Interview: Steve Dicdican
Why is it necessary to develop master plans for regional aviation hubs?
STEVE DICDICAN: If the different regions are to develop in a sustainable manner, then it is important to create varied transportation options to connect them without having to travel through Manila. This means that the country needs to develop regional transport hubs that could have a multiplier effect on secondary cities.
To achieve this, stakeholders must develop master plans for these cities: large, long-term projects, so that they can expand organically as demand increases. Taking Cebu as an example, the airport’s largest constraint in becoming a major international hub is its passenger capacity. The terminal was originally built for 4.5m passengers per year, but in 2017 it handled 10.2m, which is why a second terminal is being built and is scheduled to open in June 2018. After the terminal addition, capacity will be around 13m passengers, with the potential to double, and this is projected to suffice until the late 2030s.
Currently, the majority of Cebu’s passengers are domestic, with only 3m passengers coming from abroad per year. However, this additional capacity will create opportunities to attract more overseas routes. New airports throughout the region, such as the Panglao Island airport under construction in Bohol, will serve a complementary function in solidifying Cebu’s position as a major aviation hub.
How do you assess the impact of improved connectivity with China on the tourism industry?
DICDICAN: Since the Chinese government has taken a more liberal stance on its citizens travelling overseas, Chinese airlines have become more aggressive in expanding their routes to the Philippines. Chinese demand for travel to Cebu is growing to the extent that sometimes the airport must turn Chinese flights away due to overcapacity. Indeed, Chinese demand is one of the main reasons for adding a second terminal. We anticipate that China will overtake South Korea and Japan to become Cebu’s primary source of overseas tourists in the coming years, although South Korea is currently the leader by a significant margin.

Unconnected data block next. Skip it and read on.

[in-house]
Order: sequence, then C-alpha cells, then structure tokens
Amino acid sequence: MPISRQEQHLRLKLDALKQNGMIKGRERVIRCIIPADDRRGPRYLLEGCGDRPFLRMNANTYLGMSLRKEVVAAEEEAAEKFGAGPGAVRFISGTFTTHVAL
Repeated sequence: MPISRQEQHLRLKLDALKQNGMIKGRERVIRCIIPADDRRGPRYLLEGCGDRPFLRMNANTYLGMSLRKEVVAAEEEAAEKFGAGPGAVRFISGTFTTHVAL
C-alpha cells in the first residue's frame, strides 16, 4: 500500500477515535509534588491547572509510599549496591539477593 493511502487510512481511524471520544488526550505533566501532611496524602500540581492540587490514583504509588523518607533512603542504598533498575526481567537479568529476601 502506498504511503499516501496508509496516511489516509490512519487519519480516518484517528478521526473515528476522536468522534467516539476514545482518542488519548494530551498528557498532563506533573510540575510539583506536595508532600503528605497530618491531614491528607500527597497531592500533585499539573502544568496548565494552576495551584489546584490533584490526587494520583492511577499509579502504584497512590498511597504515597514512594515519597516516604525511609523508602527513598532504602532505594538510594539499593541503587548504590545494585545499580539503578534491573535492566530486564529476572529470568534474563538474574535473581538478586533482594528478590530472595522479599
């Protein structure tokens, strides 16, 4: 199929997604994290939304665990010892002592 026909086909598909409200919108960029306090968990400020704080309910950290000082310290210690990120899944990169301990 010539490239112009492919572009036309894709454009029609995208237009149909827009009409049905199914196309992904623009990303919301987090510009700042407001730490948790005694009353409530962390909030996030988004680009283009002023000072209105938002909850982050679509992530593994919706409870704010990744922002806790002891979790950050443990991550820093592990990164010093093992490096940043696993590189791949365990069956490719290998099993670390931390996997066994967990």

How are low-cost carriers shaping the developDICDICAN: In the eyes of airports, all passengers – from first class to economy – pay the same terminal fee, so any traffic is positive. This is why airports will continue to support low-cost carriers. Air travel is unique in that consumer decisions are generally motivated by cost; even passengers who can afford higher-end carriers are choosing low-cost carriers, so higher-end carriers are being used more often for long-haul flights, while low-cost carriers are playing an increasingly significant role in short-haul flights and domestic travel. Ultimately, it is the low-cost carriers that have made Cebu a financially viable destination for domestic and regional travellers.
What is required in terms of stakeholder coordination to ensure increased tourist arrivals are sustainably managed by destination airports?
DICDICAN: In Cebu, the local government already effectively coordinates throughout the region, hosting committees with members of the airports and local government units of destination cities. There are already many infrastructure projects under way or in the pipeline to improve airport accessibility, though construction creates short-term traffic congestion. The largest infrastructure projects take about three years to complete. Construction is in the planning stage for the third bridge from Mactan to Cebu City, and there is talk of a fourth bridge connecting directly to the airport to be constructed soon thereafter. There is also a lot development happening around Lapu-lapu, which is poised to be a prime and sustainable tourist destination within the next several years.
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